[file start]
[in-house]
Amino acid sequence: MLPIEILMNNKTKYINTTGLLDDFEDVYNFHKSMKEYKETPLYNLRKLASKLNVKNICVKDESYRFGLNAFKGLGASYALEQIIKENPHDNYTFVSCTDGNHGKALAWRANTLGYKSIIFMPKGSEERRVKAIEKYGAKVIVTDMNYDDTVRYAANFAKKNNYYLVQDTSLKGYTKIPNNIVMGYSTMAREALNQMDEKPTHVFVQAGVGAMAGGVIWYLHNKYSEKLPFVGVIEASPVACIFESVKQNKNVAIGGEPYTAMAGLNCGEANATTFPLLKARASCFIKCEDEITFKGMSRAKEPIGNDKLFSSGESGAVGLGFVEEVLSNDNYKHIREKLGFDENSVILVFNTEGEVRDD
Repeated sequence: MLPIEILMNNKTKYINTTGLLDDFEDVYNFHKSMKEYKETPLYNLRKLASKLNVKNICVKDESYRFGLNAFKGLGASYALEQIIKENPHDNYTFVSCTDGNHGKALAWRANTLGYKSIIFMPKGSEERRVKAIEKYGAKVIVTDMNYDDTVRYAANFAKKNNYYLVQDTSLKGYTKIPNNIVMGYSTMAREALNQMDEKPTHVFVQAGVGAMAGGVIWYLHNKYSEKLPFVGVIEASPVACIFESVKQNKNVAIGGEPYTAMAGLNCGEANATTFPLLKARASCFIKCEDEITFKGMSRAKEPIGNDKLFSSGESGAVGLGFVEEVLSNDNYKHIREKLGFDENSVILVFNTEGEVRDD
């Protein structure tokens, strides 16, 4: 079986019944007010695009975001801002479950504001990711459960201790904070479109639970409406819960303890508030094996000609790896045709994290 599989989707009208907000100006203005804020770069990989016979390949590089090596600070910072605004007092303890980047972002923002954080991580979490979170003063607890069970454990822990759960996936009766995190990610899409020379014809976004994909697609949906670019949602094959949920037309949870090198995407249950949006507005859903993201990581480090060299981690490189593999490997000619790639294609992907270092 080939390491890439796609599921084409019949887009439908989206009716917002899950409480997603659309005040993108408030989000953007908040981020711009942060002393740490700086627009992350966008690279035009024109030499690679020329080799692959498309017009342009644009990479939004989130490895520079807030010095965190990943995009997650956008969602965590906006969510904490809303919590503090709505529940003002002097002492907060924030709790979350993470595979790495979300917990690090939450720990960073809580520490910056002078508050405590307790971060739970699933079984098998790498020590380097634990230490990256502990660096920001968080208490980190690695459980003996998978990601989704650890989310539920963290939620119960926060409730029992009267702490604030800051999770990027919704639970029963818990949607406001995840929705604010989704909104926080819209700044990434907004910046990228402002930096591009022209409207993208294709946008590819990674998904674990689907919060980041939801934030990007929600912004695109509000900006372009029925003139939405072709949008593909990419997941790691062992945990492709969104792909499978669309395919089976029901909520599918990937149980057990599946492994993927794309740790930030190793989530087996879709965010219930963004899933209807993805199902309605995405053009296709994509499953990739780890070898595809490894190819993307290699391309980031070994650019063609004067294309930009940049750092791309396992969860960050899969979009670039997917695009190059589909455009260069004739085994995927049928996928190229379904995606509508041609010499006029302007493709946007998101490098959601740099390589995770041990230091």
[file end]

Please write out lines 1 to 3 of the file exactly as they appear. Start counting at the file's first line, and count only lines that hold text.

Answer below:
[in-house]
Amino acid sequence: MLPIEILMNNKTKYINTTGLLDDFEDVYNFHKSMKEYKETPLYNLRKLASKLNVKNICVKDESYRFGLNAFKGLGASYALEQIIKENPHDNYTFVSCTDGNHGKALAWRANTLGYKSIIFMPKGSEERRVKAIEKYGAKVIVTDMNYDDTVRYAANFAKKNNYYLVQDTSLKGYTKIPNNIVMGYSTMAREALNQMDEKPTHVFVQAGVGAMAGGVIWYLHNKYSEKLPFVGVIEASPVACIFESVKQNKNVAIGGEPYTAMAGLNCGEANATTFPLLKARASCFIKCEDEITFKGMSRAKEPIGNDKLFSSGESGAVGLGFVEEVLSNDNYKHIREKLGFDENSVILVFNTEGEVRDD
Repeated sequence: MLPIEILMNNKTKYINTTGLLDDFEDVYNFHKSMKEYKETPLYNLRKLASKLNVKNICVKDESYRFGLNAFKGLGASYALEQIIKENPHDNYTFVSCTDGNHGKALAWRANTLGYKSIIFMPKGSEERRVKAIEKYGAKVIVTDMNYDDTVRYAANFAKKNNYYLVQDTSLKGYTKIPNNIVMGYSTMAREALNQMDEKPTHVFVQAGVGAMAGGVIWYLHNKYSEKLPFVGVIEASPVACIFESVKQNKNVAIGGEPYTAMAGLNCGEANATTFPLLKARASCFIKCEDEITFKGMSRAKEPIGNDKLFSSGESGAVGLGFVEEVLSNDNYKHIREKLGFDENSVILVFNTEGEVRDD